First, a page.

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Evapotranspiration from the Alpine Tundra of Colorado, U.S.A.
Scott A. Isard and Mark J. Belding
Arctic and Alpine Research
Vol. 21, No. 1 (Feb., 1989), pp. 71-82
Published by: INSTAAR, University of Colorado
Stable URL: http://www.jstor.org/stable/1551518
Page Count: 12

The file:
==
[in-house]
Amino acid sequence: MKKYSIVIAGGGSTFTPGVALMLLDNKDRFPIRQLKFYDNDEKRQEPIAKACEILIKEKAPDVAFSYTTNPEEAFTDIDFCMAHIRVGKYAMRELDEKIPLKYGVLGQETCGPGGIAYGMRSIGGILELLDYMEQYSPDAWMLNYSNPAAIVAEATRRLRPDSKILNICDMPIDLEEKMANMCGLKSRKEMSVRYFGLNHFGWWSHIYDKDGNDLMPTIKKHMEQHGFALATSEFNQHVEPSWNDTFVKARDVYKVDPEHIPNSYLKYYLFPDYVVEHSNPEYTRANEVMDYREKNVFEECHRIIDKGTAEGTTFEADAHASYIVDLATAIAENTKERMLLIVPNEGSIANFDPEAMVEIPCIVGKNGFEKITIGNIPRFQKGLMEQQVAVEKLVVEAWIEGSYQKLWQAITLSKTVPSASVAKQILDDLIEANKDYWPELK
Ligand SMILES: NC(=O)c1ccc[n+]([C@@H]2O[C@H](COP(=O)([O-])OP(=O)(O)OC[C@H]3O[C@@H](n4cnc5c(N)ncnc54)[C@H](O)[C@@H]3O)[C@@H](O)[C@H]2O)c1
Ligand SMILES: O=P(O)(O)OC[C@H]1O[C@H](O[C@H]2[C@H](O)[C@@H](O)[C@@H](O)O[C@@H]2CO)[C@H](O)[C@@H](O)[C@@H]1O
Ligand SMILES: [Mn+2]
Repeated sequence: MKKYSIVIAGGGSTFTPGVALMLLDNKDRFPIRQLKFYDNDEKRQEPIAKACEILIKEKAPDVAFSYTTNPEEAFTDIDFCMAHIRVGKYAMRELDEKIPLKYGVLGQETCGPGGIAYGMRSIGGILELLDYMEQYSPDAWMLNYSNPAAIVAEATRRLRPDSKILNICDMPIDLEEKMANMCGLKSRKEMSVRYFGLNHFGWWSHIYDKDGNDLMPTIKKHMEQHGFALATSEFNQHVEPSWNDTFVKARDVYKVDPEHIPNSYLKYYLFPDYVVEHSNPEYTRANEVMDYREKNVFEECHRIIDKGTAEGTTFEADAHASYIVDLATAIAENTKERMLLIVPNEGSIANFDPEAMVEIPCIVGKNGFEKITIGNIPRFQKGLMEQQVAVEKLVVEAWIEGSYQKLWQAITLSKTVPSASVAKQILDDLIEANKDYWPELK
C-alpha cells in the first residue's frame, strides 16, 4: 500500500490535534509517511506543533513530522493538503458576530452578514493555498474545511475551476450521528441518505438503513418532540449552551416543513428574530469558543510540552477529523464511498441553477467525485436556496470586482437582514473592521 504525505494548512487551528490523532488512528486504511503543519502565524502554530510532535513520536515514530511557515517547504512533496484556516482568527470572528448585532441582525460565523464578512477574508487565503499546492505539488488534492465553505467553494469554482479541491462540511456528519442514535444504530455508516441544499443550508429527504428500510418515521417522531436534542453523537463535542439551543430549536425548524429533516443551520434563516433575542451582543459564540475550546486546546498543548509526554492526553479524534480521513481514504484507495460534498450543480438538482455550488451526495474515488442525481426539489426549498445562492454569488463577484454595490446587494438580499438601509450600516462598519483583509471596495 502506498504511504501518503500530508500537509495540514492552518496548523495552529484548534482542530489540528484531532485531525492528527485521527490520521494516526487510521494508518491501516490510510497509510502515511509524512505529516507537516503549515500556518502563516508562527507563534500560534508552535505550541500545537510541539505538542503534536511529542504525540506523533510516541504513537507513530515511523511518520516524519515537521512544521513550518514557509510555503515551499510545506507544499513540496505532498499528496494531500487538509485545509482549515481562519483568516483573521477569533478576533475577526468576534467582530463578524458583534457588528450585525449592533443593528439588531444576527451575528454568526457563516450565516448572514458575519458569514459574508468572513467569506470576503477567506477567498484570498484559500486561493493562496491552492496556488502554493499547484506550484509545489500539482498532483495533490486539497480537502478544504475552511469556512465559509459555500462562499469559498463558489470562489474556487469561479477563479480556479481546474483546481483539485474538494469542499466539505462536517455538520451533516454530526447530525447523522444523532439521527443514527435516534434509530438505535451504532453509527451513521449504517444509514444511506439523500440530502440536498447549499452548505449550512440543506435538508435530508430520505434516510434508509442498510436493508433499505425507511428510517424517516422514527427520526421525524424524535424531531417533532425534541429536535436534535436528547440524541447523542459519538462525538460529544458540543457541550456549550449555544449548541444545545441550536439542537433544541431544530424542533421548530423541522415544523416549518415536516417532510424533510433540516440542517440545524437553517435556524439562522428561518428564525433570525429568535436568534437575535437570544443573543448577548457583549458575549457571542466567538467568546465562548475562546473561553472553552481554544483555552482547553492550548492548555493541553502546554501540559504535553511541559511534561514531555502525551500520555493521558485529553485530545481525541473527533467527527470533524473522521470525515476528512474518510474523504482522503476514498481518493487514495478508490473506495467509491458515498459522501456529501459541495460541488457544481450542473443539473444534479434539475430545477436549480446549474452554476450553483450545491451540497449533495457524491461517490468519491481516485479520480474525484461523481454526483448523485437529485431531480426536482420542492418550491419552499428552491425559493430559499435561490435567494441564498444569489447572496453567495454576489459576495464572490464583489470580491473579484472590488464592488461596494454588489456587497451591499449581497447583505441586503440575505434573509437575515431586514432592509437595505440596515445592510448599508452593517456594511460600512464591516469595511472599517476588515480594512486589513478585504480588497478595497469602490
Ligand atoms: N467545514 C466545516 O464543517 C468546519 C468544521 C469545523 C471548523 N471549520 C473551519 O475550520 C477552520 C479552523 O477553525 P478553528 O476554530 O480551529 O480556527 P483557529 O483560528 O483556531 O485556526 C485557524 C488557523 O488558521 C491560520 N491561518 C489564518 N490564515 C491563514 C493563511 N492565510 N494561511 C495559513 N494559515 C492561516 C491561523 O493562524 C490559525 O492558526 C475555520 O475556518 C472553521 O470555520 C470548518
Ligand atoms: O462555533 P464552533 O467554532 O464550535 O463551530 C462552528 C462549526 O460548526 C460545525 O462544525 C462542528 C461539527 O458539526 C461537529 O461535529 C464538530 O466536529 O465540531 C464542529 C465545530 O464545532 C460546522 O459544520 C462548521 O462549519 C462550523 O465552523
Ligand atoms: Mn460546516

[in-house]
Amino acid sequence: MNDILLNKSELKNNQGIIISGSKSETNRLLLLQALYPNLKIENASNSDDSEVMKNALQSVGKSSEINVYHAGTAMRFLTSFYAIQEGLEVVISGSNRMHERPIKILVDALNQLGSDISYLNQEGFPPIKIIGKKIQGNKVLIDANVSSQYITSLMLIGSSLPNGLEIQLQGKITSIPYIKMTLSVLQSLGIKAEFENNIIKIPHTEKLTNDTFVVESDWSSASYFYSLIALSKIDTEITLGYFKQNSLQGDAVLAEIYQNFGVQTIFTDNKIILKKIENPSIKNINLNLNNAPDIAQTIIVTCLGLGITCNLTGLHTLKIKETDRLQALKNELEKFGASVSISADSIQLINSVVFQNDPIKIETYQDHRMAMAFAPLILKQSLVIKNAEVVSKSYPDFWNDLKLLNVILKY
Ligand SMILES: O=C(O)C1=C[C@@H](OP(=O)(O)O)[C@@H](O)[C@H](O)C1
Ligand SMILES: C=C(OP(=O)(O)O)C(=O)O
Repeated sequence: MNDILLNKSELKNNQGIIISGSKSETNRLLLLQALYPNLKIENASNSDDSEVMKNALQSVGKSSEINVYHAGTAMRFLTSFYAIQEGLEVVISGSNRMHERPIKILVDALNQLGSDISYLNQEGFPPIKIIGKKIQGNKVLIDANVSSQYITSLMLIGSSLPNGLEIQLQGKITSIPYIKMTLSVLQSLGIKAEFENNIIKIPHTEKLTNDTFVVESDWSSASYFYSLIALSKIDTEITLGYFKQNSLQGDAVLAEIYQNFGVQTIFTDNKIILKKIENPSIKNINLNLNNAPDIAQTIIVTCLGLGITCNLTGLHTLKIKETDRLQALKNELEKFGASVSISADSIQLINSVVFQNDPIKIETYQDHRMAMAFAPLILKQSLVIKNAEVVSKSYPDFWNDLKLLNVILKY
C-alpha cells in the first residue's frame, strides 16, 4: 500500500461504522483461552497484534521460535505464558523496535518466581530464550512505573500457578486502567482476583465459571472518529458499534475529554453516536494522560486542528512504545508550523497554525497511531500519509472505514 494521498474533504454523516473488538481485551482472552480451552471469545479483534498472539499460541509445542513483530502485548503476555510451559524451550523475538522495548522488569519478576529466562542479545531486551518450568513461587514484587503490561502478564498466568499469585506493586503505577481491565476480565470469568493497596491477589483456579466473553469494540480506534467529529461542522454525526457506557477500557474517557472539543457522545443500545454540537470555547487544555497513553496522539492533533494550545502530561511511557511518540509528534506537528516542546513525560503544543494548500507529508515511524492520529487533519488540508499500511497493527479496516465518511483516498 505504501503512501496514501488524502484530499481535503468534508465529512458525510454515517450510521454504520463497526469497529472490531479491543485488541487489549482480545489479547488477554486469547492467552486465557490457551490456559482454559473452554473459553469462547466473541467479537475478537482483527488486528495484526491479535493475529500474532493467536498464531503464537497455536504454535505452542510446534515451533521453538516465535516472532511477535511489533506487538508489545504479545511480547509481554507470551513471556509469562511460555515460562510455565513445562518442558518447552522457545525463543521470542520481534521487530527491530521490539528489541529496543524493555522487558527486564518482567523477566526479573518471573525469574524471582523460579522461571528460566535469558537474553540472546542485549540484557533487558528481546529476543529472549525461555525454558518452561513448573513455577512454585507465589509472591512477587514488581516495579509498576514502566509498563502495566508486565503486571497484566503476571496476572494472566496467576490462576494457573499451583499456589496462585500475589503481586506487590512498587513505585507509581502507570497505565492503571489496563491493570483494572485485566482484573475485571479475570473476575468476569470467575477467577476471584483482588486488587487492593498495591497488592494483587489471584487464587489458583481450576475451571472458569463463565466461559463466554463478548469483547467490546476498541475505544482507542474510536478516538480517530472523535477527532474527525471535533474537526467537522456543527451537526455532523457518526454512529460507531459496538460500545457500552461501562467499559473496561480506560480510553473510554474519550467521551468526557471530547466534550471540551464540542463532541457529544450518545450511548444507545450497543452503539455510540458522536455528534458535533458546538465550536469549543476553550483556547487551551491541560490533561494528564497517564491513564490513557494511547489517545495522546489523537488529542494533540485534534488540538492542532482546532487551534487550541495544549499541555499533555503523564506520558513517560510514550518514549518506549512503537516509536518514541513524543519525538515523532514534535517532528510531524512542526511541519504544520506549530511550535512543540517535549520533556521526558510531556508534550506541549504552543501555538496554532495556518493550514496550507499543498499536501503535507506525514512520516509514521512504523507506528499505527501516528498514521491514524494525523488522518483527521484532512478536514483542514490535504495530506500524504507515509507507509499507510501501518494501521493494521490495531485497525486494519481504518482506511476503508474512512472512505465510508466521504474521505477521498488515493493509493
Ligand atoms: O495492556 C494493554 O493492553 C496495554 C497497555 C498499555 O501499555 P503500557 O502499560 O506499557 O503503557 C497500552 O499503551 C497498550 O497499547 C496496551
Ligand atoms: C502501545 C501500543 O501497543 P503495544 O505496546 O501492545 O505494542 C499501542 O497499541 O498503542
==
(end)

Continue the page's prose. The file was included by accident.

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An electronic load-cell weighing lysimeter was used for measuring daily evapotranspiration from the alpine tundra on Niwot Ridge in the Front Range, Colorado, during the 1987 growing season. Concomitant measurements of net radiation, insolation, ground heat flux, and the gradients of wind, temperature, and humidity in the lower atmosphere are used to evaluate factors that govern temporal variations in evapotranspiration from four sites in a dry alpine meadow. Evapotranspiration was governed by energy availability for 3 to 5 d after precipitation events; thereafter, the rate at which the gradually drying soil could deliver water to the evaporating surface appeared to become an increasingly important control over evapotranspiration. Advection of cold, dry air from the Continental Divide increased both the vertical temperature and specific humidity gradients 100% over what would have occurred if advection were not present. Since the effect of advection on these gradients was approximately equivalent, both the sensible and latent heat fluxes were augmented at the expense of the ground heat flux. A primary effect of advection is to reduce the temperature of the alpine tundra surface.